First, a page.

In future articles we will discuss in detail the various wait types and wait stats and their resolution.
Read all the post in the Wait Types and Queue series.
Reference: Pinal Dave (https://blog.sqlauthority.com)
Great article, Pinal!
Think about it this way: a database system is much more complex than the SQL Server by itself. The reason being is that there are other components involved in “the big picture”.
Wat I am trying to say is that the internal waits, which are the topic of this article, are just a small part of the game, since the database system depends on the client system, networking, error handling, and so on. In other words, if you have a client application which sends adhoc queries of 80kb each 100 times per minute (trust me, I have seen this), then you will depend on the network, NIC configuration, internal SQL parsing, processing, plan generation, query execution, and if the dataset returned is large, then you will also depend on the NIC and the network.
Unfortunately, SQL Server is not too aware of other wait stats, aside from its own internal ones. (well, there are some network async IO stats, but it does not say who know how much about the cause of the problem)
The bottom line: when we talk about waits, keep in mind the “big picture”.
Excellent analogy! Though if it were me, I might have waited for a cab that did accept credit cards :) Makes sense that lower single wait stats would be better for the system.
Excelent analogy. Thanks for expaining this complex topic.
Mr. Pinal Dave wait stats articles very useful for me, it really great.
I executed on of my production server it looks like somewhat good in CPU waits stats, and resource waits is very high.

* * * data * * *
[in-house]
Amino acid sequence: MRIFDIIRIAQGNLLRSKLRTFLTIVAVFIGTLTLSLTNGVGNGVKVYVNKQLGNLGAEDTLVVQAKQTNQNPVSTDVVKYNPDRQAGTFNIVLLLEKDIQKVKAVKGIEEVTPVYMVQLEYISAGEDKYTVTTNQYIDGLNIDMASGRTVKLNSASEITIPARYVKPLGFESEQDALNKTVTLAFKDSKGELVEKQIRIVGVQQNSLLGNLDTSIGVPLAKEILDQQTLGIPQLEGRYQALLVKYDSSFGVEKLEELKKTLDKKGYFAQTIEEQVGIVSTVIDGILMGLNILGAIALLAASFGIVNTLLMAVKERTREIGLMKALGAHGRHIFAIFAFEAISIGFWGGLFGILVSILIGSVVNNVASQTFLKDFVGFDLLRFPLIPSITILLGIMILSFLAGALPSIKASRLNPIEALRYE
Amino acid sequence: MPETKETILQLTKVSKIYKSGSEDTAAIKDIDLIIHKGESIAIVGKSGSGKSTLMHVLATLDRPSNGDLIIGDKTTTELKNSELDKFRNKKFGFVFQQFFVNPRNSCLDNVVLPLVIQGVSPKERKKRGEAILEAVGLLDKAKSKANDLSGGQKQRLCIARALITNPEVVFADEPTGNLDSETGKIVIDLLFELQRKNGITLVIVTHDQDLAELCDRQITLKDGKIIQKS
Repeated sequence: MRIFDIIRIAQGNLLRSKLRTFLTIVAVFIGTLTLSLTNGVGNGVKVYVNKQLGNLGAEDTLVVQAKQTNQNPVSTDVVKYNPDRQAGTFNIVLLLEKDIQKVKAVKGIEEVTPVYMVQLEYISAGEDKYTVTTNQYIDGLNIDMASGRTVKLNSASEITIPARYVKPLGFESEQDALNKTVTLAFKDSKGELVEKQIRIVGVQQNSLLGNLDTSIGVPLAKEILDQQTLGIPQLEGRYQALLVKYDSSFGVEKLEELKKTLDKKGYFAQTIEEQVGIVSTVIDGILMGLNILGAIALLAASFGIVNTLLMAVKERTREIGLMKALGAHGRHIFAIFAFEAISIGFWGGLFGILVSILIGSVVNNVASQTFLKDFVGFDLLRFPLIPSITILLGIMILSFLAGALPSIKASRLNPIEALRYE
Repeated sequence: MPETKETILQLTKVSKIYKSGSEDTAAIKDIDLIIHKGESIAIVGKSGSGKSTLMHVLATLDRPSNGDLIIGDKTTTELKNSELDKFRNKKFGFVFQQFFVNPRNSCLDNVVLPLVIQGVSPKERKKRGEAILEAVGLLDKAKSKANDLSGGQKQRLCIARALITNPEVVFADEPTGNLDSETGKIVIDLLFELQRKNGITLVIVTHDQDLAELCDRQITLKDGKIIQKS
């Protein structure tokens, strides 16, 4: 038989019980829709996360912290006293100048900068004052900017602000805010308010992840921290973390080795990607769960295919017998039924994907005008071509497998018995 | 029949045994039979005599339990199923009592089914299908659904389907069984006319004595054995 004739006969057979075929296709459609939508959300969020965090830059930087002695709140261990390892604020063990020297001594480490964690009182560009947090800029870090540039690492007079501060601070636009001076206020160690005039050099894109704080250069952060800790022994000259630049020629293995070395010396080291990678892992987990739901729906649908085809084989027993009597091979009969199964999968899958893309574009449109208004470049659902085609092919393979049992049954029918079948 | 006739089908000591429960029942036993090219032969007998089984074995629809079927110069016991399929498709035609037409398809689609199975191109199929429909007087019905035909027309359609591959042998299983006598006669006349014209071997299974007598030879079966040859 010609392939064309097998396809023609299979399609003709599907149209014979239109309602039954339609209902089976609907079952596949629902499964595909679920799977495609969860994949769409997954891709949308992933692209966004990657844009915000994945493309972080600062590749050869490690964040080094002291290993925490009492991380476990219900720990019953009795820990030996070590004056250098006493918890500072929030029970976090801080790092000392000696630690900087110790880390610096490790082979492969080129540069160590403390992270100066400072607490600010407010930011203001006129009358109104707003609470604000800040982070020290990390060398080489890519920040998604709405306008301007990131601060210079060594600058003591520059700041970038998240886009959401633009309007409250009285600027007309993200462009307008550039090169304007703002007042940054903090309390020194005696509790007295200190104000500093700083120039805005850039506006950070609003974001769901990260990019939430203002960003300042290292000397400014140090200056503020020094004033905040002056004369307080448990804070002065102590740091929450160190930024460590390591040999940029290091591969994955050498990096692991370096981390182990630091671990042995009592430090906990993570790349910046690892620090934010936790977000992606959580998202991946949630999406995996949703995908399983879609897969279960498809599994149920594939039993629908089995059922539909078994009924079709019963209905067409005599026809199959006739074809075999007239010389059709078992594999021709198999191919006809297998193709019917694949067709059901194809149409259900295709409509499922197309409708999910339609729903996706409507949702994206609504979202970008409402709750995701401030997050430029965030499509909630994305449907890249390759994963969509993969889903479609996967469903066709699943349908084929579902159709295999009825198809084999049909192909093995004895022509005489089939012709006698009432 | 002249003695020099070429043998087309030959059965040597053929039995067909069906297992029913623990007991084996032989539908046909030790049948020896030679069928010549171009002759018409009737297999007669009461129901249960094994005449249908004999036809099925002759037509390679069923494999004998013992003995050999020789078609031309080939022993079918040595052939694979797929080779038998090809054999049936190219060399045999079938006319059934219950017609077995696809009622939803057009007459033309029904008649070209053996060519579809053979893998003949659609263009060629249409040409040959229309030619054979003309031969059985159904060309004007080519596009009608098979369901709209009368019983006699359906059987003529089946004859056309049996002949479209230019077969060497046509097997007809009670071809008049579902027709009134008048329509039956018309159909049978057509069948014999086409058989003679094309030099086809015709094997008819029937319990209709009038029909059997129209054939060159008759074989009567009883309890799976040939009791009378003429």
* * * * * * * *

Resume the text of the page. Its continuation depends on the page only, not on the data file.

Please tell me how to reduce resource wait time on server.
%signal (cpu) waits – 22.25
%resource waits – 77.75
Im an sql amateur and was just wondering where do i find or how do i create this sys.dm_os_wait_stats table, cause if i run this, it tells me procedure does not exist.
Thank u in advance
I just started using your query recently to monitor CPU pressure. After seeing what looked like spikes in signal wait time, I added some more detail to your query to show the magnitude of the percentages shown in the query. After seeing this data, I realized that what appeared to be spikes in signal wait time could be ignored.
Note, I have been collecting wait stats data hourly on all SQL Servers and then reporting the CPU pressure once per day for successive samples over the last 24 hours.
SUM(s2.signal_wait_time_ms – s1.signal_wait_time_ms) as signal_wait_time_ms_diff
, SUM((s2.wait_time_ms – s1.wait_time_ms) – (s2.signal_wait_time_ms – s1.signal_wait_time_ms)) as resource_wait_time_ms_diff
Nice write Pinal, thanks.
Now my wait_type is Async_Network_Io and it is in suspended state. Any idea what shuld be the quick resolution? even after clearing the proc cache? Thanks
In a perfect world, we wouldn’t need to wait for anything, but the world isn’t perfect and as long as we can plan for waits, then we can hopefully ensure consistent throughput.
Dave, an excellent write-up and thank you
Excellent, thanks :)
Excellent, thanks :)
You are saying that “lower is better and higher is not good for the system.”
what we do if we get higher value which indicate CPU pressure, How to take control over it ?
Analogy was excellent and amazing. With this, can understand the complex topic very easily